Tuesday, November 8, 2016

Foods That Will Keep You Healthy All Winter Long

It is getting to be That that time of year again. The onslaught of colds and flu, the sniffles and aches and runny noses. While you can't avoid everything, simple hand washing and staying healthy will go a long ways in keeping you feeling great this winter season.

Potatoes have a slightly bad reputation due to the presence of white starch in their structure. In fact, unlike white rice or white bread, which lack beneficial properties, potatoes contain a number of healthy nutrients. They abound in vitamins C and B6 - a medium potato can give you about a quarter of the daily value of each. Potatoes contain folate (a daily must-have for women of childbearing age) and fiber (16% of the daily value for women and 10% for men). If you want to try some healthy recipes including purple potatoes, you are lucky to receive a bonus – they contain anthocyanins, which lower cancer and heart disease risks and reduce inflammation.

Winter Squash
All the various kinds of winter squash are equally good for winter dinner ideas. They are low in calories (just about 80 for a cup of cooked squash) and rich in vitamins A and C (214% and 33% of the daily value, respectively), as well as B6, K, folate and potassium. Spaghetti squash is good for low carb recipes, but all of winter squashes are simply delicious, especially in soup recipes!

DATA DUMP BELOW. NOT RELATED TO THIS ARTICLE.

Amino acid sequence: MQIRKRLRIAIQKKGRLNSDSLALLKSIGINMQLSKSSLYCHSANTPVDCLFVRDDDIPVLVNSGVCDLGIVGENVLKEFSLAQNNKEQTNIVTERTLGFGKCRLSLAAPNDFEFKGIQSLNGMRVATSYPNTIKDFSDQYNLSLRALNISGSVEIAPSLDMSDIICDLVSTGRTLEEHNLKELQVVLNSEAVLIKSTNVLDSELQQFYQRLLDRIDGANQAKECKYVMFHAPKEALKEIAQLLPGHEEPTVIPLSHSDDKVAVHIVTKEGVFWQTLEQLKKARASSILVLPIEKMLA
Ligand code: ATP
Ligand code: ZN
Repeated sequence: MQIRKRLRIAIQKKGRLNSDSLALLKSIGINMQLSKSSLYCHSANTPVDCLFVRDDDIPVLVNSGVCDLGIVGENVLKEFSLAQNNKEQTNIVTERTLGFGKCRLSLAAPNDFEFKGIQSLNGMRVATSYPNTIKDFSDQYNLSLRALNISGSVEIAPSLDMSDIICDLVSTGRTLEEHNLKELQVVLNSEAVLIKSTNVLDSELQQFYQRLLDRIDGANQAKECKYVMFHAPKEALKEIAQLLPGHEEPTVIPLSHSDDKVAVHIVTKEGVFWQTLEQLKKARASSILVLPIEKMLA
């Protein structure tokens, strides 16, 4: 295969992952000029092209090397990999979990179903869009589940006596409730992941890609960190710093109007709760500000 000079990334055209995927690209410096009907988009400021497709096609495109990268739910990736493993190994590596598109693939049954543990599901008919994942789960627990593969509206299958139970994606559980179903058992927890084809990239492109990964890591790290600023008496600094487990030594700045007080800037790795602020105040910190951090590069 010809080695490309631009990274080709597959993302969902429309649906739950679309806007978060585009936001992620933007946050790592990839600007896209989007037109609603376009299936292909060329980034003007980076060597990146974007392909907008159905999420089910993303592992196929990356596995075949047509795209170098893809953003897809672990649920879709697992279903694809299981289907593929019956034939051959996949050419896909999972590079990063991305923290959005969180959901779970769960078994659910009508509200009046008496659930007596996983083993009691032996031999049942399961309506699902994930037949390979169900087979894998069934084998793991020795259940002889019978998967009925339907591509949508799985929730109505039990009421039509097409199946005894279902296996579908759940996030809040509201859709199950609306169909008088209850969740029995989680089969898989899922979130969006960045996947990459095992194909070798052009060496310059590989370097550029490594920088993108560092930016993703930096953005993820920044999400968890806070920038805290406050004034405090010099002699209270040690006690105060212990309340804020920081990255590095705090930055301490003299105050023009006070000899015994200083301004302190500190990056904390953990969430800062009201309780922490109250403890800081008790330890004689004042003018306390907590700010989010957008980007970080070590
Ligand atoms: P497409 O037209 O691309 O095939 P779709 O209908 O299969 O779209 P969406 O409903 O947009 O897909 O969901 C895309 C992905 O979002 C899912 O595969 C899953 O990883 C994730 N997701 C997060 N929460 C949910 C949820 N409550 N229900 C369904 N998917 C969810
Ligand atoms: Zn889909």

Citrus Fruit
Citrus are as delicious and juicy in winter time as they can ever be. They are like little suns that light up our mood by their bright skin and fresh scent – citrus zest is the simple ingredient that can turn dessert recipes into masterpieces! Citrus fruits are rich in vitamin C (100+% of the daily value in a single medium orange) and flavonoids, the predominating of which - hesperidin - is known for boosting “good” cholesterol and lowering “bad” one.

Winter Greens
Greens like chard, kale, mustard greens, escarole and collards are an excellent source of vitamins A, C and K, as well as folate. Winter colds do not intimidate their lush dark green leaves; quite on the opposite, frosts can even take away the excessive bitterness of kale. Winter greens are best for easy recipes – if you want to get the most of their health benefits, you should eat them as fresh as possible.

If you dislike the seedy structure of this fruit, you should go for its liquid form – pomegranate juice. It is rich in antioxidants, which help to lower “bad” cholesterol, thus saving your arteries from clogging. And even people who already have myocardial ischemia (a disorder caused by blockage of coronary arteries) can still benefit from drinking pomegranate juice, because it is known to improve blood flow to the heart. Besides its healthy properties, pomegranate juice has an application in gourmet cooking – it is used in sophisticated beef recipes.